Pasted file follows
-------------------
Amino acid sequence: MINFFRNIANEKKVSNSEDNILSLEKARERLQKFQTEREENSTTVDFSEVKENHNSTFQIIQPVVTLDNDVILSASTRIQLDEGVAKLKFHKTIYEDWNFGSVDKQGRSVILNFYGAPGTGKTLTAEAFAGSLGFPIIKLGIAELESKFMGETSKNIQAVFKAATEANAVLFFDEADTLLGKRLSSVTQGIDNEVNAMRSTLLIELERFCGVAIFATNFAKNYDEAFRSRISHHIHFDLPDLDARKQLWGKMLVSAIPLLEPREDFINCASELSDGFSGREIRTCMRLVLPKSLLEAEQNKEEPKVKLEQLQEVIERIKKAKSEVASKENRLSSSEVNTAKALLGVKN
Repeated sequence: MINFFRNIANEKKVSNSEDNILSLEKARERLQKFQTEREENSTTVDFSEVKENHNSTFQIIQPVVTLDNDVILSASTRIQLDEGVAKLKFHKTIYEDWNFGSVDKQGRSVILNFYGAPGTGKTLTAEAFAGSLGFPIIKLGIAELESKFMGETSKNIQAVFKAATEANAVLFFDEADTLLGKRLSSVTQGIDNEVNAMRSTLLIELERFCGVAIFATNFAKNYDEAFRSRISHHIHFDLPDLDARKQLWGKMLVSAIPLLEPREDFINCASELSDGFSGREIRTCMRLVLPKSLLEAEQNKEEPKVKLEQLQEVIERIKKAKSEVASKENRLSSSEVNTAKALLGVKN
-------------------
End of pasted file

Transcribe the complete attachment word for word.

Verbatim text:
Amino acid sequence: MINFFRNIANEKKVSNSEDNILSLEKARERLQKFQTEREENSTTVDFSEVKENHNSTFQIIQPVVTLDNDVILSASTRIQLDEGVAKLKFHKTIYEDWNFGSVDKQGRSVILNFYGAPGTGKTLTAEAFAGSLGFPIIKLGIAELESKFMGETSKNIQAVFKAATEANAVLFFDEADTLLGKRLSSVTQGIDNEVNAMRSTLLIELERFCGVAIFATNFAKNYDEAFRSRISHHIHFDLPDLDARKQLWGKMLVSAIPLLEPREDFINCASELSDGFSGREIRTCMRLVLPKSLLEAEQNKEEPKVKLEQLQEVIERIKKAKSEVASKENRLSSSEVNTAKALLGVKN
Repeated sequence: MINFFRNIANEKKVSNSEDNILSLEKARERLQKFQTEREENSTTVDFSEVKENHNSTFQIIQPVVTLDNDVILSASTRIQLDEGVAKLKFHKTIYEDWNFGSVDKQGRSVILNFYGAPGTGKTLTAEAFAGSLGFPIIKLGIAELESKFMGETSKNIQAVFKAATEANAVLFFDEADTLLGKRLSSVTQGIDNEVNAMRSTLLIELERFCGVAIFATNFAKNYDEAFRSRISHHIHFDLPDLDARKQLWGKMLVSAIPLLEPREDFINCASELSDGFSGREIRTCMRLVLPKSLLEAEQNKEEPKVKLEQLQEVIERIKKAKSEVASKENRLSSSEVNTAKALLGVKN